When my scene partner texted me the night before class to let me know she wasn’t feeling well and was not going to be there I knew what it meant: I needed a monologue. Monologues are a total pain in the ass. Everyone sort of knows that. But we also accept that they are a part of the game. A musician has to know standards, an artist has to sketch, and it is probably a good idea to have one person pieces in our back pockets so that when we get an audition that calls for a one our worry is booking a studio to warm-up on time rather than memorizing a whole new piece the day before.
I’m ended up settling for an unmemorized piece from “Completeness” by Itamar Moses. It’s not like I haven’t had time to learn it; the play was recommended to me by a friend four months ago and since then has been sitting on my shelf. But I took time that morning to go through the piece and identify places where I could personalize the material.
Personalization is a never ending source of amusement for me. Now that I have more of a handle on the technique I am often surprised by what comes to mind when I am seeking experiences in my own life to personalize the experiences of a character. A character with a crush on a shy girl gets linked to someone from High School who I haven’t seen or heard from in 8 years. A character admitting to a lover that he has psoriases becomes telling an ex that I cheated on her. A government office building a character works at is turned into the first apartment I lived in here in the city. The experience is individual and varied and I’m sure it doesn’t work for everyone, but I have felt my work deepening in ways I never imagined over the last few months. I can honestly say I am a different actor than the one who stepped through the studio door a little over two years ago and better for it.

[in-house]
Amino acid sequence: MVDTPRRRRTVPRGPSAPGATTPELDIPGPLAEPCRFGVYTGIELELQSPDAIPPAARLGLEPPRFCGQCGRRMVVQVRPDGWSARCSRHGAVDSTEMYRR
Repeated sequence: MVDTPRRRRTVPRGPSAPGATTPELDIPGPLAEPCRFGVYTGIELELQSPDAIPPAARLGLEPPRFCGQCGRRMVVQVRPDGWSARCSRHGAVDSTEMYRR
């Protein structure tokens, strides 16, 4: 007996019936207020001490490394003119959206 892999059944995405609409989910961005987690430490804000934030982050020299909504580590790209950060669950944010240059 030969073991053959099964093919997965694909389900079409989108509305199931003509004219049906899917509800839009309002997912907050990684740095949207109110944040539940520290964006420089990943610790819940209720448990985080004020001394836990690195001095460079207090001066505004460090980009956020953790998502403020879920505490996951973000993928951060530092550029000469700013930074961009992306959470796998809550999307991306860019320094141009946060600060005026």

The last minute monologue went well. My character from “Completeness” needed to express to a new girlfriend that he has a fear of commitment, and on this day that became anxiety I felt before a recent cross country flight. I tapped into it quickly, along with a few other personalizations, and then let them work in me. And ultimately it was better that the monologue wasn’t memorized; it forced me to take my time and check in that I was truly connected to myself and to the partner who I was talking to.
Everyone in class looks forward to hearing two words. I have had friends and teachers tell me over the years that I did a good job but somehow the warmth with which Cay says “not disgusting” after a particularly good day always sticks with me a little longer into the rest of my week bartending, running, and going through the motions of building the life of an artist in New York. After my monologue she smiled and said those words and I believed her. Not because I had been watching myself and knew it was good, which the old Tim might have, but because I had done my work to the best of my abilities right now.
Finally, here are some photos I’ve taken in the last few weeks that I haven’t been able to use for specific posts. It would be a shame to let them go to waste: